The light of
the present has limited reach when you open the door slightly to the darkened backroom of the past. I can remember Sekolah Ladang, but only a few of my school firends' names remain intact. There must've been at least thirty pupils in that class when one day the teacher — Cik Gu Wan Chik — asked if kucing
was 'cat' or 'cup' in the English language. He was an enquirer in that instance, not in his role as pedagogue. I think I told him it was 'cup', and he left it at that, satisfied.
In the few times that I returned to Kuala Trengganu after we'd left it, I remember seeing Cik Gu Wan Chik emerging from his beach house on his Norton motorbike. I remember him smiling at me, and I hoped to God that he'd forgiven me for having misled him into leaving his cups out to catch the mice. I don't remember what he taught, or the things he wrote on the board, or any stories that he could've told to keep us quiet.
One day a man turned up in a starched uniform to stick bits of sticking plaster to our chest. We had to place half a coconut shell over it as we bathed at the well that night, to keep it dry and intact. Then the next day the plaster was lifted off our chest, and we were sorted out into 2 groups. The lucky ones, and there weren't many, were asked to move away from the crowd, while the rest were called out from the alphabetical list. My name was near the bottom, so I had time to tremble and look at the goings on that produced the ouch!
and tears. Shielded behind an empty tin of Huntley & Palmers turned on its side, a nurse was sterilising a needle in an open flame, and then, when this was quite ready (when it cooled down, I suppose and hope) the syringe was filled with some demon killing fluid and the needle jabbed on to our puny shoulders, on the left hand side. I remember being close to tears as the sharp pain lingered even as I walked away from the starched man and his nurse and her needle and the upturned Huntley & Palmers. There were boys sniffing quietly on the side, and other boys jeering at the 'softies' now emerged among us. I bear a little bump on my left side even today from that BCG jab. We were told that BCG was anti-TB, and that TB was very bad.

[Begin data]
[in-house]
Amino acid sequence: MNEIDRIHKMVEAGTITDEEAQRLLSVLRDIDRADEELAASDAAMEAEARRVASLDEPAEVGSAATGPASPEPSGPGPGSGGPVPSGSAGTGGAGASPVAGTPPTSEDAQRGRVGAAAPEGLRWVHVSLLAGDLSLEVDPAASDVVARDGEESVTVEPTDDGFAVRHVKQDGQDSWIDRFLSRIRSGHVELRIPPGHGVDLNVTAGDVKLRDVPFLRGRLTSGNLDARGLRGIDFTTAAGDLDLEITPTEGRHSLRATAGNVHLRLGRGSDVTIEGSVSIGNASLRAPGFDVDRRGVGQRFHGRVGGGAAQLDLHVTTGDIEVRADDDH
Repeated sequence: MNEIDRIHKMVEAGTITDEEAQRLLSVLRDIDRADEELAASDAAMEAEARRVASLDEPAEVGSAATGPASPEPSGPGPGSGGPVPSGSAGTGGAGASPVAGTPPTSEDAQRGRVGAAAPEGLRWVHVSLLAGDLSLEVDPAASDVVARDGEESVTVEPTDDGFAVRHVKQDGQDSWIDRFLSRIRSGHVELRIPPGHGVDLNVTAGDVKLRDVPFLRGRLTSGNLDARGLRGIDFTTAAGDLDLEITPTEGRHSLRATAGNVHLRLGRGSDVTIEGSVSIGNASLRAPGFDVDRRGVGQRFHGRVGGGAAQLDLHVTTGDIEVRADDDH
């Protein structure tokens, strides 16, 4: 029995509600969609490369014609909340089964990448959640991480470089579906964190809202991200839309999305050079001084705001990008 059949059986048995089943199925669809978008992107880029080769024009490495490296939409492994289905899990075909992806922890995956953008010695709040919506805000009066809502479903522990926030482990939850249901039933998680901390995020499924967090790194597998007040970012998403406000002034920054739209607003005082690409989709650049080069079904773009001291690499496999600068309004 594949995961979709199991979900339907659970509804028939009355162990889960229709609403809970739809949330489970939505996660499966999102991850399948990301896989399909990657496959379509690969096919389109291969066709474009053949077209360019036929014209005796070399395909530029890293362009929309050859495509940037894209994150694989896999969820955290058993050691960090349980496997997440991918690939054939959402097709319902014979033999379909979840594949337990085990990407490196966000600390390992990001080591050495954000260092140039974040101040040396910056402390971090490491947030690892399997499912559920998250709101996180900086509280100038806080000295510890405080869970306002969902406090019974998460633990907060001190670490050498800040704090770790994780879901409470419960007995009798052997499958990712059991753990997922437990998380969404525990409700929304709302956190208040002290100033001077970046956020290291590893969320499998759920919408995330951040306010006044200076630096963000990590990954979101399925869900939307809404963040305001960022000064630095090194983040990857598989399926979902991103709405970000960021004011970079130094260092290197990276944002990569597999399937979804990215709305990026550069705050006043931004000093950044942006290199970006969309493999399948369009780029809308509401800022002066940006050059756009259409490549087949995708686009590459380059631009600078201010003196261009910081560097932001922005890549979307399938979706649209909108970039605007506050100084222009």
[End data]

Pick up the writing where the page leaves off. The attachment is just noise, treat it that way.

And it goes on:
The Sekolah Ladang then had atap
roof and stood on low stilts over a sandy earth. In the sand lived little creatures named Cik Ru that had no discernible role in life. On those days when with Ru my heart was laden, I crawled beneath the school house to fish them out and tethered them to long strands of hair, a delicate operation that was helped by my state of extreme youth and my general lack of purpose in life. The Cik Ru then stayed in a matchbox until we grew tired of their antics, or the lack of it. At home on some warm nights we caught green beetles that tapped continuously on a matchbox with their sturdy little heads. It was nature's morse code that held the secret of the universe.
The only person I remember from Ladang, though I can't remember if he was at our school, was named Pak Ang. How a boy just slightly older than us became a 'Pak' I never knew, but he was bigger than most of us, and was a human rempeyek
for being (in our eyes) fishy, nutty and oily, and a cracker to boot. I feared him for what I thought he could have done, but I never saw him bully or beat any boy, it was just his intimidating presence that kept us all in check.
Father sent me to Sekolah Ladang early because he was a friend of Cik Gu Mat Jeng (Zain), and he thought I was better off at school than at home. Because I was a passenger rather than a fully enrolled member of the class, I enjoyed certain privileges, like turning up at school long after the others had done the lining up and tended to the plot that we were encouraged to keep. I remember walking to school one fresh bright morning after mother had combed my hair and given me all of fifteen cents; I walked to Tanjung Jamban Hijau, then cut across the kampung